Tuesday, September 07, 2010

Engaging the Corporation for Change

Many people, when they first learn about human trafficking and other forms of modern slavery, are compelled to act. Some people choose to educate themselves. In the process, they usually become aware that some of the products they buy could be tainted by slave labor. It is easy to become overwhelmed by the problem. There is very little a consumer can do to know whether the shirt they buy was produced ethically.

The consumer is not powerless though, and can do something to push for slave/trafficking free products. Companies, by nature, are concerned with their public image and whether or not they will have customers. They must constantly be sure that customers are satisfied with the products the company is selling. The only way companies know their customers are unsatisfied is if customers stop coming to the store or if they tell the company that they are unsatisfied. Too often in the fight against human trafficking and slavery I hear people demonizing and boycotting companies, particularly large corporations for their labor practices, without recognizing that these companies also have the most power to change labor practices within the industry for the better.

We need to engage these companies, not shun them.
Companies are incredibly strategic. If a change will positively affect public image and thus customer flow into their stores, they likely will do it. Walmart now sells organic food because they believed it would attract more customers and because people asked for it. We need to use a similar mindset. If a company knows its customers really care about the type of labor used in the production of its products and believe it is negatively affecting their public image, it will likely begin trying to find solutions, though sometimes these solutions do not occur quickly.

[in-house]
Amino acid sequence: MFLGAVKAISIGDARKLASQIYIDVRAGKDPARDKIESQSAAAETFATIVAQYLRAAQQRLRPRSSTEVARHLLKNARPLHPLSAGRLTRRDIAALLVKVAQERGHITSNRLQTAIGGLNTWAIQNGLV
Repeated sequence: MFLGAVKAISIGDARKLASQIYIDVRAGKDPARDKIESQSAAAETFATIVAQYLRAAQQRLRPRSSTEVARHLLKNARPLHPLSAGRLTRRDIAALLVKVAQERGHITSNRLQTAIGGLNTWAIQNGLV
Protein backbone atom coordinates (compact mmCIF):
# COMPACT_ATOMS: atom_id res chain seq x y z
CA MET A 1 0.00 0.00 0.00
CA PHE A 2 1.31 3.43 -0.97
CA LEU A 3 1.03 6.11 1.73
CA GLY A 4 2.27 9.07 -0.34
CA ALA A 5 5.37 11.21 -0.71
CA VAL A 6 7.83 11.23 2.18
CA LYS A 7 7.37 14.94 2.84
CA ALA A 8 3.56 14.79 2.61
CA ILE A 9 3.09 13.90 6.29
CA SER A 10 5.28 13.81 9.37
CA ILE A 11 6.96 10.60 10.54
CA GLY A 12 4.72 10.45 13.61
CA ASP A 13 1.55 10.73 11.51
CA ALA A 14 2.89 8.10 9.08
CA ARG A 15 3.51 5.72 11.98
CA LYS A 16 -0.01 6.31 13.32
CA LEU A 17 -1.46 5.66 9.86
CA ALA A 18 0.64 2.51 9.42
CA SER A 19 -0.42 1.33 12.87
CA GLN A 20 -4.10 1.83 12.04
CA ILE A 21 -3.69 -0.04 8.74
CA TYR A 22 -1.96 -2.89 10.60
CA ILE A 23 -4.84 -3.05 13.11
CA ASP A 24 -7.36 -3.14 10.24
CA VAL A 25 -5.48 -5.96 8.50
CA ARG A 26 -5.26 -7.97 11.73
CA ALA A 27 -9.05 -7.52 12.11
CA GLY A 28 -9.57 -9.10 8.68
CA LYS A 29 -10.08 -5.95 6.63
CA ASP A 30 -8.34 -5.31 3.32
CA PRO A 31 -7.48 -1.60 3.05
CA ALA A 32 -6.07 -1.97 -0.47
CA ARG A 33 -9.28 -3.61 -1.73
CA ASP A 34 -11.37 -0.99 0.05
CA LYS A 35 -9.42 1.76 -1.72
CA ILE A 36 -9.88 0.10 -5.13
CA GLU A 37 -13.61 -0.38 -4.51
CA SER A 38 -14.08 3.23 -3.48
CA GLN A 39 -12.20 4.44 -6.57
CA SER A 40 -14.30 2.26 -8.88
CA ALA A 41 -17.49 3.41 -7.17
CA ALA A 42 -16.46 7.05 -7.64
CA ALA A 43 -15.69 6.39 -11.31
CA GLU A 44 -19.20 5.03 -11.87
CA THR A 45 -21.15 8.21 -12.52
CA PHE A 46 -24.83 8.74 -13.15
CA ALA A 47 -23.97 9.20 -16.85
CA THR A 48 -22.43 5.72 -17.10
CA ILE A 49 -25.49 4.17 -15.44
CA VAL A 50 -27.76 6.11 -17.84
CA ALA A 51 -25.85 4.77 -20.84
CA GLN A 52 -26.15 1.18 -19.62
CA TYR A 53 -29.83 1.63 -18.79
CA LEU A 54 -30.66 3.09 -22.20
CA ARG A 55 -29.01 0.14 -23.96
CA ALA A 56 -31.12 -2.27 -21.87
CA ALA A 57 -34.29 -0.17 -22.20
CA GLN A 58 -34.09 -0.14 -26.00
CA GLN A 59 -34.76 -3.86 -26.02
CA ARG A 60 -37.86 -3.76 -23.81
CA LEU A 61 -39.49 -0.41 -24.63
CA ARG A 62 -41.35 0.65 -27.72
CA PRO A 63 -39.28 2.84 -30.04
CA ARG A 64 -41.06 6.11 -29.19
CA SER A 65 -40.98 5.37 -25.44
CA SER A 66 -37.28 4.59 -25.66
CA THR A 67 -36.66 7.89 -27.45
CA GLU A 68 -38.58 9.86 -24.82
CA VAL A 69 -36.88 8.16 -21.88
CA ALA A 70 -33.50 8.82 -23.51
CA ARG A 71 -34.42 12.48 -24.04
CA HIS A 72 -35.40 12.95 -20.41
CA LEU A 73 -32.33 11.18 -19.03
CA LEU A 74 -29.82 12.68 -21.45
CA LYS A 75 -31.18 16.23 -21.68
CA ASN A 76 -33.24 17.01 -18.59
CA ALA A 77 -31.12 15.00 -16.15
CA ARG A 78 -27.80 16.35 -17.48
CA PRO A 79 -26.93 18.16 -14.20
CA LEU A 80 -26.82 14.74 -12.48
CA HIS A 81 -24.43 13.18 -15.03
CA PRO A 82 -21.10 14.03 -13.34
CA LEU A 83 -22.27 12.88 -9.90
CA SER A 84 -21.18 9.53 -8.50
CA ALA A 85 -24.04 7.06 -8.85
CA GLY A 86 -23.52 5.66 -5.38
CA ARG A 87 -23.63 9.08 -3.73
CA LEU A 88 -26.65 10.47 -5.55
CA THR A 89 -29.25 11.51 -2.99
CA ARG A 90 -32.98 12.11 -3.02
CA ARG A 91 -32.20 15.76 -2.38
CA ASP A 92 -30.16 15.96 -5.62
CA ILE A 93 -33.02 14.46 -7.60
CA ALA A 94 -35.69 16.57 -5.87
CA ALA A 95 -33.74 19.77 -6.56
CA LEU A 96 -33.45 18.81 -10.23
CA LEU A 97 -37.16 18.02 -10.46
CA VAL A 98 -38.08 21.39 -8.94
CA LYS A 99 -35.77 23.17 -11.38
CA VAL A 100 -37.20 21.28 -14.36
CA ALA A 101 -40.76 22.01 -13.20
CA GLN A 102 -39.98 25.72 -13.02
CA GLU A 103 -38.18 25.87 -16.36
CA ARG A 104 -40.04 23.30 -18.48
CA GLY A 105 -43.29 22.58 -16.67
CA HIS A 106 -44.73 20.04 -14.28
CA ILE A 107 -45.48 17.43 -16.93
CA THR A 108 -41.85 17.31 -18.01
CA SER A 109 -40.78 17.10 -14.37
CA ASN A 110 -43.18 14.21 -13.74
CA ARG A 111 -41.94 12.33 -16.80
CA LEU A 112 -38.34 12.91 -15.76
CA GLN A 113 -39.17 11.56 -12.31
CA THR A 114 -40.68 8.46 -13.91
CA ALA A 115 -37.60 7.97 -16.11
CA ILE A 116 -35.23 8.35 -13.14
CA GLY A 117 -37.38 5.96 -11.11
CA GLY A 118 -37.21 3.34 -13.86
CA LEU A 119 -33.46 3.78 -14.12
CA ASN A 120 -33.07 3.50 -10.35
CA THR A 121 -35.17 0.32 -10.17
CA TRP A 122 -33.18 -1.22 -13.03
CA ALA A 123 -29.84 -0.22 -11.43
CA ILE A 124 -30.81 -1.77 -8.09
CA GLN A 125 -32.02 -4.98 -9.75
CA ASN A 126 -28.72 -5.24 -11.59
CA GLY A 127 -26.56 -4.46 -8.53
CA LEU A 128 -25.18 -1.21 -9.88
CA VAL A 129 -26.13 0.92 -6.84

There are many different ways to let companies know that you as a customer find their practices troubling and to ask the to take action. One particular method that seems to be popular right now is targeted online petition/email campaigns. These are a few of the campaigns I found and believe
could be effective in this process.

Chain Store Reaction This is sponsored by Call + Response and allows you to send emails to many major chain stores. While there is already text written for each of the stores, you can also add or delete parts of the email based on what message you want to convey. This might be advisable since some of the emails are quite generic. For example, you could indicate which of their stores you frequent or which source products you are concerned about. The website also posts information on how many emails were sent to that company and whether or not they have responded. There are 767 companies listed on the website.

Chocolate Compa
Here you can learn
about the horrific working/living conditions on the cocoa farms of West Africa. Additionally, you can petition companies such as Hershey’s and Mars to take action against these abuses.

Electronic Comp
This site targets
the 21 largest electronics companies and urges them to take serious action against conflict materials, which are often used in electronics. The conflict materials are usually obtained at great cost. Rape, war, and forced labor have surrounded the procurement of these materials. Tell companies you will buy their products once the conflict material free versions are available.


This particular petition is directed towards members of the Kimberley Process which recently decided not to ban diamonds from Zimbabwe’s Marange diamond field despite finding severe human rights violations including forced labor of adults and children. This is due to the fact that human rights violations alone are not enough to ban diamonds from a particular country. This petitions asks that this criteria be changed. There are many hurdles companies face in ensuring trafficked or enslaved labor is not in their supply chains. While these challenges are real, we need to make clear to these companies that their customers care. Until they know we care and are serious about this issue, it is likely that little will be done to ensure these companies’ supply chains are free of tainted labor.

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